The False Claims Act makes it illegal to falsify records or make false claims of any kind regarding a federal healthcare program. Unfortunately, some healthcare providers and individual employees still deceive the federal government to pocket extra money, filling their claims with technical medical jargon to hide their fraud. Given the importance of a trustworthy healthcare system and the lack of policing of this type of deception, the role of the whistleblower is crucial.
Healthcare providers must file claims in order to get government funding, which includes expense records to justify the amounts. They can make it seem like certain procedures or medications were necessary when in reality they were not required and, in some cases, were never even performed or provided. This dangerous form of fraud takes billions of dollars from taxpayers, and whistleblowers are the first line of defense.
If you or a loved one have had the courage to blow the whistle on fraud, fill out a free case evaluation. Our whistleblower lawyers will fight to get you full and fair compensation for your contribution and protect you from employer retaliation.
The Fraud Triangle
Why do people commit fraud? The basic factors behind the decision to commit fraud can be explained using the “Fraud Triangle,” which consists of these three criteria:
- Opportunity: In order for fraud to occur, someone has to be in a position to steal something or exploit someone for personal gain. Opportunities arise due to issues like lack of internal controls or oversight, agencies placing too much trust in an individual employee, or (alternatively) failing to segregate duties.
- Motivation: A person who commits fraud has some sort of motivation to do so, and it may be external or internal. They might find themselves in a tough spot financially, or they might feel slighted by their job and see a way to “get what’s theirs.”
- Rationalization: A person who commits fraud generally:
- Decides that the benefits outweigh the risk of being caught and the potential damages to others
- Justifies their actions through personal necessity, dissatisfaction with their job, or feelings of entitlement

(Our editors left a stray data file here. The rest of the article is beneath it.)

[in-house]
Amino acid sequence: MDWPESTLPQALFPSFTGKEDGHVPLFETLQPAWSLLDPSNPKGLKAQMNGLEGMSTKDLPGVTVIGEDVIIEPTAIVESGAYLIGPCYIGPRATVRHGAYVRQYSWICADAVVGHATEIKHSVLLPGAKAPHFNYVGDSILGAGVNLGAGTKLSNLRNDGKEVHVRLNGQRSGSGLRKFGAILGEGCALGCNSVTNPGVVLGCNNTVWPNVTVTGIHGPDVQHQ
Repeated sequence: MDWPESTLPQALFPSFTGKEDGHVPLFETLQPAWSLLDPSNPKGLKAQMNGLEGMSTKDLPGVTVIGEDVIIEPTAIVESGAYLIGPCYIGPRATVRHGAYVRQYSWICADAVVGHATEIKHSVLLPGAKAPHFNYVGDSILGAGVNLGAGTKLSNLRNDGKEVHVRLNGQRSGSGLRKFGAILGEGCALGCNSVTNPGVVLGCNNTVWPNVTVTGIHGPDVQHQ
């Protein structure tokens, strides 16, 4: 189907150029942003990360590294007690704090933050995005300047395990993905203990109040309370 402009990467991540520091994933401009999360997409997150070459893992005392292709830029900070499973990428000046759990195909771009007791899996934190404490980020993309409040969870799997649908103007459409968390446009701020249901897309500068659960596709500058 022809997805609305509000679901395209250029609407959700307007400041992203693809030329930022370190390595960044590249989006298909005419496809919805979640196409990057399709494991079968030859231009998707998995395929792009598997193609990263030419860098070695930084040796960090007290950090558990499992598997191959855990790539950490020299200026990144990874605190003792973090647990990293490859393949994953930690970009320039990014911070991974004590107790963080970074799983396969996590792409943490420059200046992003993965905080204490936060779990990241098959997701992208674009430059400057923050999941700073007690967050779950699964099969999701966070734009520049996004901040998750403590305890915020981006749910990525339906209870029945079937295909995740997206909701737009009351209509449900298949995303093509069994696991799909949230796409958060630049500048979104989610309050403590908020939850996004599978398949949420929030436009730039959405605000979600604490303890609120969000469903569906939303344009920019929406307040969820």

Although it’s possible to understand why it happens, healthcare fraud is still illegal and damaging to society. Our attorneys are here to fight and protect the rights of those who blow the whistle.
Signs of Healthcare Fraud
Fraud can be especially dangerous in the healthcare industry, where people’s lives and well-being are at stake.
Here are a few signs of fraud you might see in the healthcare industry:
- Prescribing unnecessary tests or medications
- Altering medical records
- Overbilling or double-billing
- Billing for services that were not provided (also known as “phantom billing”)
- Misusing government grant money
- Providing inadequate care or defective products
- Misconstruing the patient’s illness or condition
- Working under false credentials
- Misrepresenting the safety of drugs or medical devices
How The WhistleBlower Attorneys Can Help
If you have picked up on signs of fraud in the healthcare industry and want to do something about it, our attorneys can help. Our three decades of experience and team of over 700 lawyers give us the skills, resources, and know-how to protect those who speak up and hold wrongdoers accountable. Our proven track record includes over $7 billion won for clients across all practice areas.
Fill out a free, no-obligation case evaluation today. The consultation costs nothing and you never pay unless we win your case — and even then, you’ll never pay out of your own pocket.